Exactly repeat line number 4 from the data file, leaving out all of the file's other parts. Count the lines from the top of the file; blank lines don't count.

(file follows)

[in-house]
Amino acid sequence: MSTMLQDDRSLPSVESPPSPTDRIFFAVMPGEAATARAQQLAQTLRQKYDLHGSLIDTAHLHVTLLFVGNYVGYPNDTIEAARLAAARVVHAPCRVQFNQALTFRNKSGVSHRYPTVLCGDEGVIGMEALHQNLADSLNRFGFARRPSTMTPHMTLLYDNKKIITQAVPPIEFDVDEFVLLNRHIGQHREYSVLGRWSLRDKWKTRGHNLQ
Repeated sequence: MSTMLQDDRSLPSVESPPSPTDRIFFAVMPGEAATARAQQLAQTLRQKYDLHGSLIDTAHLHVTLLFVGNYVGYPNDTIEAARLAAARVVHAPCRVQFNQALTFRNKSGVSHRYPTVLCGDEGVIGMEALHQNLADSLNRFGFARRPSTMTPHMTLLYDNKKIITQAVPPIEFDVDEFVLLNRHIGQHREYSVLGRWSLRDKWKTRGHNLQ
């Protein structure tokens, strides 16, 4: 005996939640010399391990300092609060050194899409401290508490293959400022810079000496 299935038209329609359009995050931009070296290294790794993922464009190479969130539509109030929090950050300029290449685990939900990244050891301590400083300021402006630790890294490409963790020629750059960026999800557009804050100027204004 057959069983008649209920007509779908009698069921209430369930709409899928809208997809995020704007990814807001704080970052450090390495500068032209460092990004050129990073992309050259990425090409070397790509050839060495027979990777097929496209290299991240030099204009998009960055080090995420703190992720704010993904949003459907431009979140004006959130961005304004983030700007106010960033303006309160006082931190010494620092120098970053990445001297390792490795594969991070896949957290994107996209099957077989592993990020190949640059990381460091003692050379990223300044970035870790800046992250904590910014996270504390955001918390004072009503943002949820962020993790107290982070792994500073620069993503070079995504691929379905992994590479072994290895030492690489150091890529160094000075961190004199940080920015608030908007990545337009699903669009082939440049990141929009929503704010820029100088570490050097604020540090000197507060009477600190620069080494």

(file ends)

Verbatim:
């Protein structure tokens, strides 16, 4: 005996939640010399391990300092609060050194899409401290508490293959400022810079000496 299935038209329609359009995050931009070296290294790794993922464009190479969130539509109030929090950050300029290449685990939900990244050891301590400083300021402006630790890294490409963790020629750059960026999800557009804050100027204004 057959069983008649209920007509779908009698069921209430369930709409899928809208997809995020704007990814807001704080970052450090390495500068032209460092990004050129990073992309050259990425090409070397790509050839060495027979990777097929496209290299991240030099204009998009960055080090995420703190992720704010993904949003459907431009979140004006959130961005304004983030700007106010960033303006309160006082931190010494620092120098970053990445001297390792490795594969991070896949957290994107996209099957077989592993990020190949640059990381460091003692050379990223300044970035870790800046992250904590910014996270504390955001918390004072009503943002949820962020993790107290982070792994500073620069993503070079995504691929379905992994590479072994290895030492690489150091890529160094000075961190004199940080920015608030908007990545337009699903669009082939440049990141929009929503704010820029100088570490050097604020540090000197507060009477600190620069080494």